Classes change each month, but always mix environmental education and outdoor recreation. Classes are designed to be active, hands-on, engaging, and interesting for all ages.
PROGRAM GOALS AND PHILOSOPHY
This program is designed for a home-school student to meet the following goals:
1. Develop relationships with other home-school students and camp staff.
2. Have fun while experiencing hands-on environmental education taught by professional naturalists.
3. Learn outdoor and recreational skills in a safe setting.
To meet these goals, we strive to have a low student to staff ratio, have the same few naturalists lead every program, and encourage students and parents to attend each month by varying the classes and having a whole lot of fun!
Questions? Call or email Heidi at 253-884-3392 or firstname.lastname@example.org
$33 per student ($28 if they are a YMCA member) includes lunch
9:45am -10:00am Arrive and check-in at the Camp Seymour upper parking lot
10am – 11:30am Class 1
11:45am – 12:30pm Lunch
12:30pm – 2pm Class 2
2pm Head to the upper parking lot to be picked up
January 24 - Surviving Sasquatch
Prepare to enter an imaginary world, where your guide Dr. Cryptid (secret identity Michael Wilson, Camp Seymour Senior Naturalist) will lead you through a series of clues and survival challenges. If your group can solve these mysteries and demonstrate your skills, perhaps you will survive sasquatch. Optional sasquatch survival costumes encouraged.
February 14 - Gnome Homes, Fairy Forts, and the Big Wall
Nature Art and Climbing Wall! Woodland fairy expert and Camp Seymour Senior Naturalist Screech, will guide the kids through the process of using natural materials to conceive then build fairy forts and gnome homes. Kids will also get a chance to challenge themselves at Camp's 37 foot tall outdoor rock wall.
March 20 - Rockets and Big Canoes
Design, build, and launch paper rockets. As students learn about the engineering process, they'll make changes to their design and test again. With over 20 pounds of pressure, these rockets really fly! We'll also take Camp's Big Canoes out for a paddle on the Puget Sound.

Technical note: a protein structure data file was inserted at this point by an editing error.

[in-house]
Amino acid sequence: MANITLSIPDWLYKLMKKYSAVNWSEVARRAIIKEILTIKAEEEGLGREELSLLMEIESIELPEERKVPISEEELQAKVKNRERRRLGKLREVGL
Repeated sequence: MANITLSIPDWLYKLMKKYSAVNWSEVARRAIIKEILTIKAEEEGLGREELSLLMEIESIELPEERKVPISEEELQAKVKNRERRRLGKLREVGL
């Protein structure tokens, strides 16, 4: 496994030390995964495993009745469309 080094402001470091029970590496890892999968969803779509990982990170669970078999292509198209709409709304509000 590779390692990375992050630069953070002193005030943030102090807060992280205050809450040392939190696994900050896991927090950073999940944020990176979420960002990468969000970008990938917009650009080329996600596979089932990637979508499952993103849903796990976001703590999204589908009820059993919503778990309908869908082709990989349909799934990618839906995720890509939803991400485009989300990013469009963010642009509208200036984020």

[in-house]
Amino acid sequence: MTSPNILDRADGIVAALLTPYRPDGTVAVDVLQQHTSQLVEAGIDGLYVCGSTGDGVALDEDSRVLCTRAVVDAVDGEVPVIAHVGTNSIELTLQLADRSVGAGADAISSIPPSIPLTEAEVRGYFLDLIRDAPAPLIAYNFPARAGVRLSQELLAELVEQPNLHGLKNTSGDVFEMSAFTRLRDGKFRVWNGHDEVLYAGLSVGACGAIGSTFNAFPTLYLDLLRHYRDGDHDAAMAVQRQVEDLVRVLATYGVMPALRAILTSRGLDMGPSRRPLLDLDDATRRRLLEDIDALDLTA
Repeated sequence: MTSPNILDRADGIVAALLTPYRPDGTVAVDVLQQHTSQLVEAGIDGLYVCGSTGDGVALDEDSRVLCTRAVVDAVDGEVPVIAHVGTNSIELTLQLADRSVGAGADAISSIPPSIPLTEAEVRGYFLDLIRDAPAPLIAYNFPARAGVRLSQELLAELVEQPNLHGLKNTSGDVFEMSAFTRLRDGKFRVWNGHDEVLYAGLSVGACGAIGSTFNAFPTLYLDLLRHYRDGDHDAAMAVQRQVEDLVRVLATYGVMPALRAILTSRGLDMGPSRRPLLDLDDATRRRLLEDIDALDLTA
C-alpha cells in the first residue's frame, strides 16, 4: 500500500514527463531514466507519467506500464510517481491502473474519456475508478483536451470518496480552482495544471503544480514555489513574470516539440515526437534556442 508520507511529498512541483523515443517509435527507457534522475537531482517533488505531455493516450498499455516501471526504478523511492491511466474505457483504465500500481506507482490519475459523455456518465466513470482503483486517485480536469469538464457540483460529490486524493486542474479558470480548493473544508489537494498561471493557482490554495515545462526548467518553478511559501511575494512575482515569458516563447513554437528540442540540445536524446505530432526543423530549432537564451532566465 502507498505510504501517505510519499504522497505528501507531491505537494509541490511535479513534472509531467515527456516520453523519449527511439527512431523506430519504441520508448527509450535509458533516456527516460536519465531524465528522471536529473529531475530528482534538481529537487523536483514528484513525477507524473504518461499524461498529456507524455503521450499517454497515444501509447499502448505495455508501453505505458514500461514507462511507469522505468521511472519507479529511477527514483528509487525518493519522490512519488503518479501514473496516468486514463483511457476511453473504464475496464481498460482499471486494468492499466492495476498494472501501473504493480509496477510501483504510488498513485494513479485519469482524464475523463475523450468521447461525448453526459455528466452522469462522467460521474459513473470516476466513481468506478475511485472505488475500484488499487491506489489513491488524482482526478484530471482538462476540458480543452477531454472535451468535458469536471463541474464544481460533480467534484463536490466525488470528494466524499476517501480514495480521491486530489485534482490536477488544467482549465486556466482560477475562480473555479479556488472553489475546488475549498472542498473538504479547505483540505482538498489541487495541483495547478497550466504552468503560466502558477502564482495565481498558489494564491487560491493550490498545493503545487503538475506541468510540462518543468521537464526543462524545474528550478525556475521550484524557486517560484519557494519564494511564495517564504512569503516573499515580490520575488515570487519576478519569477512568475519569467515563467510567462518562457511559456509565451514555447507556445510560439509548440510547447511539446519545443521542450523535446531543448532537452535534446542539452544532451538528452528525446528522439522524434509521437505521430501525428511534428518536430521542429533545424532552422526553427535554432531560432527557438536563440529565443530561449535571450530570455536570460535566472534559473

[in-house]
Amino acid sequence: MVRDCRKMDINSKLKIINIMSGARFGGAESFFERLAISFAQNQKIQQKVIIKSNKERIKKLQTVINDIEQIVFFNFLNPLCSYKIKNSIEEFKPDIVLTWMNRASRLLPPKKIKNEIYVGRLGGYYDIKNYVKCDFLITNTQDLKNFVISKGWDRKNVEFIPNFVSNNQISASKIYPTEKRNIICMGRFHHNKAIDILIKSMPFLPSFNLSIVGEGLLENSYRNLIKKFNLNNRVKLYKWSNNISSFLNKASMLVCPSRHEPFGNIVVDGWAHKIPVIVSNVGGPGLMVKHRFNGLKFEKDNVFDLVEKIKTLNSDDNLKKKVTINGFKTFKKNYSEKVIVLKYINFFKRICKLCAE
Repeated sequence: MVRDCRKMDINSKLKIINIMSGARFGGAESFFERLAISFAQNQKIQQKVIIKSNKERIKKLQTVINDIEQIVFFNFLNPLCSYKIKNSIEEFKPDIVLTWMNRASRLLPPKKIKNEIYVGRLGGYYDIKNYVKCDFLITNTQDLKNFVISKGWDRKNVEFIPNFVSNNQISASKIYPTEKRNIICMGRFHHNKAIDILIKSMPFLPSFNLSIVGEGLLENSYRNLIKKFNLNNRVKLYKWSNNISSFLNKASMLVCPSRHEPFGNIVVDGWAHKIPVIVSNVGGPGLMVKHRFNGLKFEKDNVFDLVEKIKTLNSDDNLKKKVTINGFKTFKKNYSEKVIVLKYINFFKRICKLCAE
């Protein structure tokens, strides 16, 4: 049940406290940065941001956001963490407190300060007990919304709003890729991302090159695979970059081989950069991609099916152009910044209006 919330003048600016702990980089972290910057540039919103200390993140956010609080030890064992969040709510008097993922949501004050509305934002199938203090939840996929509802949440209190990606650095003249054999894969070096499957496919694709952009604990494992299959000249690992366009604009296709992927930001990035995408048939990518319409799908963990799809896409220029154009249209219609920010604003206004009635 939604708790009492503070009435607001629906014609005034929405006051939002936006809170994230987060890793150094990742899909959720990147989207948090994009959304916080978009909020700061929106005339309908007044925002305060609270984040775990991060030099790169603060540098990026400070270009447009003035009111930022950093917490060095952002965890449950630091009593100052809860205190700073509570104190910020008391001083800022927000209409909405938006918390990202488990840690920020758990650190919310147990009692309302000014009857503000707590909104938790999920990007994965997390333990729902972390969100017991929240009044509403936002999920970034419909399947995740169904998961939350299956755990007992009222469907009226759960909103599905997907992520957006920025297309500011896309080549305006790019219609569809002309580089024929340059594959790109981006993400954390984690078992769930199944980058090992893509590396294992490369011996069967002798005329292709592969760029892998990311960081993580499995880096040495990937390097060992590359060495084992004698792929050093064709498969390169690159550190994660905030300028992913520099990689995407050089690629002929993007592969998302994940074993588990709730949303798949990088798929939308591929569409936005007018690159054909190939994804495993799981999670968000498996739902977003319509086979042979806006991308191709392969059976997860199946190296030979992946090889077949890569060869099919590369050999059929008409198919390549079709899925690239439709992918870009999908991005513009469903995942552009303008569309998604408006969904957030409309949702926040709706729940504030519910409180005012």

April 24 - Pollinators
Former pollinator scientist and current Camp Seymour naturalist, Emily Brown, will lead an interesting day all about pollination. There are over 20,000 species of bees on our planet and Washington is home to hundreds of these important pollinators. Learn all about the wide diversity of native pollinators and the important role they play. We will de-mystify these complex and fascinating critters, look at pollinator specimens up close, and engage in activities that demonstrate how these organisms function in our environment.
May 8 - Ants and Low Tide Interpretive Beach Walk
Local ant enthusiast and Camp Seymour senior naturalist, Ben Williams, will lead an interesting talk about ants at an ant hill. Also join marine educator Katie Eskridge for a fascinating south sound tidal flat exploration during one of the lowest tides of the year!
FAQ: What is the age range?
A: Short answer 6-12
Longer answer: We have had kids of all participate in this program. Our classes are meant to be fun and interesting for any age.
FAQ: Can my 13 to 17 year-old help?
A: Yes, there is a $15 fee for teen helpers that includes lunch.
FAQ: Why is there an additional fee for dropping off my child?
A: For the saftey of all participants in our program, we maintain high standards including a low student to adult ratio. The extra fee helps cover staffing costs of extra supervision. Children 8 and under must be accompanied by an adult at all times.
FAQ: How do I register?
A: Fill out the registration form. Fax the completed form to 253-460-8897 or email it to email@example.com. Please contact our office 253-884-3392 if you have questions or need help with your registration.
FAQ: Camp I bring my own lunch?
A: Yes, but please leave peanut butter and tree nuts at home.
FAQ: What's the cancellation policy?
A: Pre-payment is required to register as is non-refundable. Full credit is available for cancellations made with at least 48 hours notice.